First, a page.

Friday, December 14, 2007

Man's quest for fire

Man's distant past is both fascinating and dull. Fascinating because there are still a number of unanswered questions about it. For instance: why, given that ancestors physically identical to us had been around for about 200,000 years, was it only in the last few thousand that we developed civilization? Its dull because for vast tracts of time, Humanity was pretty static. Each generation repeated the same as the last. Even though I'm fascinated by the distant past, I'm sure the future will be a million times more interesting.

This evening I watched a good film called 'Quest for fire', set 80,000 years in the past. The film itself is 'okay', but very well made. However, the thing that fascinated me was in the 'making of' documentary on the disc, they showed how Desmond morris coached the actors in how to move and gesticulate. And, even more interestingly, Anthony Burgess created a whole language for them based on theories about what kind of language and sounds they would have used. You can trace the ancestory of various languages back, and they form lineages and families, just like genetic lineages. So I can see how it might be possible for linguists to take an educated guess, based on that, plus on the shapes of the skulls of our ancestors and the other Human species around that the time (such as the Neanderthals).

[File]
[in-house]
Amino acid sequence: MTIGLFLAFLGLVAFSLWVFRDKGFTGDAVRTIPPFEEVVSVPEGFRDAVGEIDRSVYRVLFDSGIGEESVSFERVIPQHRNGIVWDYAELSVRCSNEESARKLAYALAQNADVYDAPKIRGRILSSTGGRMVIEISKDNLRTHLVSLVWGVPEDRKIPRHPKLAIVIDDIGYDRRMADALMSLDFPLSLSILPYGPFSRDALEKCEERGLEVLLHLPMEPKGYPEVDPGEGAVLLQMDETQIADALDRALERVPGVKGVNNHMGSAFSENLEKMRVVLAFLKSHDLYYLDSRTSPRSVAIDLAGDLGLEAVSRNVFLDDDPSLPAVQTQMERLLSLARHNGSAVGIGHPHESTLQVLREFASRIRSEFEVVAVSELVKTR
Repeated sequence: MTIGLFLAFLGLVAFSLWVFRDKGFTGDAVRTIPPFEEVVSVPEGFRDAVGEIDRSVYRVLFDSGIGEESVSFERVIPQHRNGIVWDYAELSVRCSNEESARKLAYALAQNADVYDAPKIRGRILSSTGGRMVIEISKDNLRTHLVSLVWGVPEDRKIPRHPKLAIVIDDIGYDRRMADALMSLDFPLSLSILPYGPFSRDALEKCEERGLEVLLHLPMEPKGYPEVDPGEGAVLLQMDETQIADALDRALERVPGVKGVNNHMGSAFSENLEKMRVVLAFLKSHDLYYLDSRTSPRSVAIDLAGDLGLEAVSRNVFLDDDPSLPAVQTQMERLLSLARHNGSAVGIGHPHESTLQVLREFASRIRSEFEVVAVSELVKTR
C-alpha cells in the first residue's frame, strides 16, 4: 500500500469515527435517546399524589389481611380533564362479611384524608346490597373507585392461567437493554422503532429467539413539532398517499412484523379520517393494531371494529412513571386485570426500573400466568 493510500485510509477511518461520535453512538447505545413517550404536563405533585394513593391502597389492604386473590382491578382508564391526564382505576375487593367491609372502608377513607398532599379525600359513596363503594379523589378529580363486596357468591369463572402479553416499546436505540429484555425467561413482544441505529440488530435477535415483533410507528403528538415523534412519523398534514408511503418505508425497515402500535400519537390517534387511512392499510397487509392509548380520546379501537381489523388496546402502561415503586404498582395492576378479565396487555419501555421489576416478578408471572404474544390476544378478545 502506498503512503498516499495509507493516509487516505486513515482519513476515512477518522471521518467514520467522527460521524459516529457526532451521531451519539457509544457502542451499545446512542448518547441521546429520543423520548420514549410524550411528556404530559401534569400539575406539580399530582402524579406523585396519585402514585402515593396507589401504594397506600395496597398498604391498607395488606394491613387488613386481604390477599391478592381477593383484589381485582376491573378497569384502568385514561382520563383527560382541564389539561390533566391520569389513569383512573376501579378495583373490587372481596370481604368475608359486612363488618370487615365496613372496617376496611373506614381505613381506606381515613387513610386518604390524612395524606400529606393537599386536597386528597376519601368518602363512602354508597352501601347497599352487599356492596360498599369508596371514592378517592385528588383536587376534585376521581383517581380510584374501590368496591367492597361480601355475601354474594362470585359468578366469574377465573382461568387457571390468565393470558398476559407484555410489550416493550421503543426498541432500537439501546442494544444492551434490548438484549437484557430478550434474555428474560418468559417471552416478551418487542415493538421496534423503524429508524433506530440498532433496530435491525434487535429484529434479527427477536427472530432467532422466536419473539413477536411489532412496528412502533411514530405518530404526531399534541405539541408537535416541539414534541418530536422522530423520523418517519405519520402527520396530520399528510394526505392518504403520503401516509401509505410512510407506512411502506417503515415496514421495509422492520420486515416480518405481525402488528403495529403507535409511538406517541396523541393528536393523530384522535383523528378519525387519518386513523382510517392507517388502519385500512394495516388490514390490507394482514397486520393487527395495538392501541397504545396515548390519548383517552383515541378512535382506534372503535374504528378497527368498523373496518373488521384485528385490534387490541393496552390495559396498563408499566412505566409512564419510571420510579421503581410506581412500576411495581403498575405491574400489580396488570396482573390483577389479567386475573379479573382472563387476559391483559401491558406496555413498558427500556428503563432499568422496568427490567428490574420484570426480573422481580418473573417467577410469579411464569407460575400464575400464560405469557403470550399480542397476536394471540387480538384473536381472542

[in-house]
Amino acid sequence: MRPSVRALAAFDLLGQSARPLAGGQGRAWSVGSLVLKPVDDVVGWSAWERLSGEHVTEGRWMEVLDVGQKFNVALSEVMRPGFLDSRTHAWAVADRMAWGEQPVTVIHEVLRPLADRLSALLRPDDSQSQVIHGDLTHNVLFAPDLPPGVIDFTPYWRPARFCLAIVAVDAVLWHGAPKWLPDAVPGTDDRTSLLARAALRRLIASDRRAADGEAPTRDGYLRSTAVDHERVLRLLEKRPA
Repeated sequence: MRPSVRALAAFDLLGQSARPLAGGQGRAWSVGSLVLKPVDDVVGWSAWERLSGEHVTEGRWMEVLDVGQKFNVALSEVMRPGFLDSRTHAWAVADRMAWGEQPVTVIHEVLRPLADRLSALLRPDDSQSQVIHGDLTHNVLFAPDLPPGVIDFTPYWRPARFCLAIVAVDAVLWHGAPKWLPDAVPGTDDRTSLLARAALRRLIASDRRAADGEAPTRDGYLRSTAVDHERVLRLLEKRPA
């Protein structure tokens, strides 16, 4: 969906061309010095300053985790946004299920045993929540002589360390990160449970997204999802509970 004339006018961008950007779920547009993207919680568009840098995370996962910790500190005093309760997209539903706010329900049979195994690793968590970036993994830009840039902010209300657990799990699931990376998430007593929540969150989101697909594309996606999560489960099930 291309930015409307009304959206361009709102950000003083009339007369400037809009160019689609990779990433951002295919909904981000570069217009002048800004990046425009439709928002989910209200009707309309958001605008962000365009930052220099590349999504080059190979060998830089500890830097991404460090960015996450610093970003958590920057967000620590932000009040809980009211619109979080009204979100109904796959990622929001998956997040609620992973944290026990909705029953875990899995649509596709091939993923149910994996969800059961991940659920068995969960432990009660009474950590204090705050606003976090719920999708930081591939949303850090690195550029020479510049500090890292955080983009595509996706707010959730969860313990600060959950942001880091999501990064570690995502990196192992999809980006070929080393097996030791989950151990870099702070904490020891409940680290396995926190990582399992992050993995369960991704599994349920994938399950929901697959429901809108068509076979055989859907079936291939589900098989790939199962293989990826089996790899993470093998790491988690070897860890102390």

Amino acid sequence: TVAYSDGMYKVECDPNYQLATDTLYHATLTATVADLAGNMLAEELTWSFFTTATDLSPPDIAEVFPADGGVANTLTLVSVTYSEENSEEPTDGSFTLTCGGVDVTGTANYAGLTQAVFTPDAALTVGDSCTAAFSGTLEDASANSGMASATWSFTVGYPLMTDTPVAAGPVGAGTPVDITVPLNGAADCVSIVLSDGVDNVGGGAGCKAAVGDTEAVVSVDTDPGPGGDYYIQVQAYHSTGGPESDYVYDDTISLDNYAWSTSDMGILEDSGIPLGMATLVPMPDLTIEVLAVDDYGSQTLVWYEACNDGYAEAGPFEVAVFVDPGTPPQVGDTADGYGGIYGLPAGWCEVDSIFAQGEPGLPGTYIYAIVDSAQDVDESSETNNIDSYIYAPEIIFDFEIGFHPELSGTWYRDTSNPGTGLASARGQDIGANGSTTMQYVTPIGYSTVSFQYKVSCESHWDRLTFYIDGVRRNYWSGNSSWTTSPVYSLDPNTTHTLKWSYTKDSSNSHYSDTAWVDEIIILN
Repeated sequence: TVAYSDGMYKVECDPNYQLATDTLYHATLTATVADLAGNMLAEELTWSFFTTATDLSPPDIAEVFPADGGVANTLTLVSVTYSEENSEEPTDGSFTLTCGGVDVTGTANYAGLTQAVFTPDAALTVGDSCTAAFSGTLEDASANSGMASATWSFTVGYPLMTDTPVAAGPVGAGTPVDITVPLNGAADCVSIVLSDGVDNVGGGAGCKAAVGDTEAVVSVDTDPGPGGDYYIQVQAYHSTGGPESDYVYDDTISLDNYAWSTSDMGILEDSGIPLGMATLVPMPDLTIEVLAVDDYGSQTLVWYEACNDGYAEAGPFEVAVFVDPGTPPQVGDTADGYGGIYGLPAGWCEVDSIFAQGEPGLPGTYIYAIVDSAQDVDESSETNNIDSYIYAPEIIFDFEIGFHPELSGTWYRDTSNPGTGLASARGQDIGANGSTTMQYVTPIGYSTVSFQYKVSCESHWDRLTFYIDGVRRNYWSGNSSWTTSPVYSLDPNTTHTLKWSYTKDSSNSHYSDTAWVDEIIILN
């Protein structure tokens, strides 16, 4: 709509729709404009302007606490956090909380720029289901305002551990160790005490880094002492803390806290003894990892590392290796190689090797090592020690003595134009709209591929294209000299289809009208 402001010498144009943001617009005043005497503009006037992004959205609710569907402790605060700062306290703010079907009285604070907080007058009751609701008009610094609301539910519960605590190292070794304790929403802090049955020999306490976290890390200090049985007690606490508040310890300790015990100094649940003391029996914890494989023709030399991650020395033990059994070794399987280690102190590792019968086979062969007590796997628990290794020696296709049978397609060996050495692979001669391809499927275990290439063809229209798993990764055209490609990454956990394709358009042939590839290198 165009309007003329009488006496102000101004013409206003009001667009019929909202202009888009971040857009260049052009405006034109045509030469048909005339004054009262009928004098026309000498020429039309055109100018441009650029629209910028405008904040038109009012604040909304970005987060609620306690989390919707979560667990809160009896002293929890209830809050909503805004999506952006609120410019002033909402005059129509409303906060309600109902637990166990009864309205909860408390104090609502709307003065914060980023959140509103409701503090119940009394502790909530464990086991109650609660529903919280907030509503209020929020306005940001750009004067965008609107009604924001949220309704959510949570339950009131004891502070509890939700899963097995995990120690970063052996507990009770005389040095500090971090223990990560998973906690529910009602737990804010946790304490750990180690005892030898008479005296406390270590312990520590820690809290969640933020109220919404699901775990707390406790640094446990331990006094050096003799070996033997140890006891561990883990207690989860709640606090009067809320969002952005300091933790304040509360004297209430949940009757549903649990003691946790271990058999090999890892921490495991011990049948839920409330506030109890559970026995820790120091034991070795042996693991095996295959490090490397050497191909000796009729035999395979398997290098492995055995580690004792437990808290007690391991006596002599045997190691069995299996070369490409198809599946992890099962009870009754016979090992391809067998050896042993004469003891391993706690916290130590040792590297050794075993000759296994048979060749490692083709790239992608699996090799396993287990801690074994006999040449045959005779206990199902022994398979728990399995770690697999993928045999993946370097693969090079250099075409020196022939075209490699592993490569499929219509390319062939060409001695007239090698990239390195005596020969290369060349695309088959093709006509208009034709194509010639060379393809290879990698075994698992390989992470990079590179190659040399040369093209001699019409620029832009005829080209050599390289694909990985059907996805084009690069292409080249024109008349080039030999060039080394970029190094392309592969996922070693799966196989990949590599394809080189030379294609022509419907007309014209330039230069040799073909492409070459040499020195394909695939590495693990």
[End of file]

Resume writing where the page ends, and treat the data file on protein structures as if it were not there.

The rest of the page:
The film itself is, as you can guess from the title, about the power of fire. It was, in a sense, man's first technology. And, just as with technologies today, whoever could master it had the power.

1 comment:

Curiepoint said...

If women called the shots back then, as soon as one of their womb-turds got burned, fire would have been banned.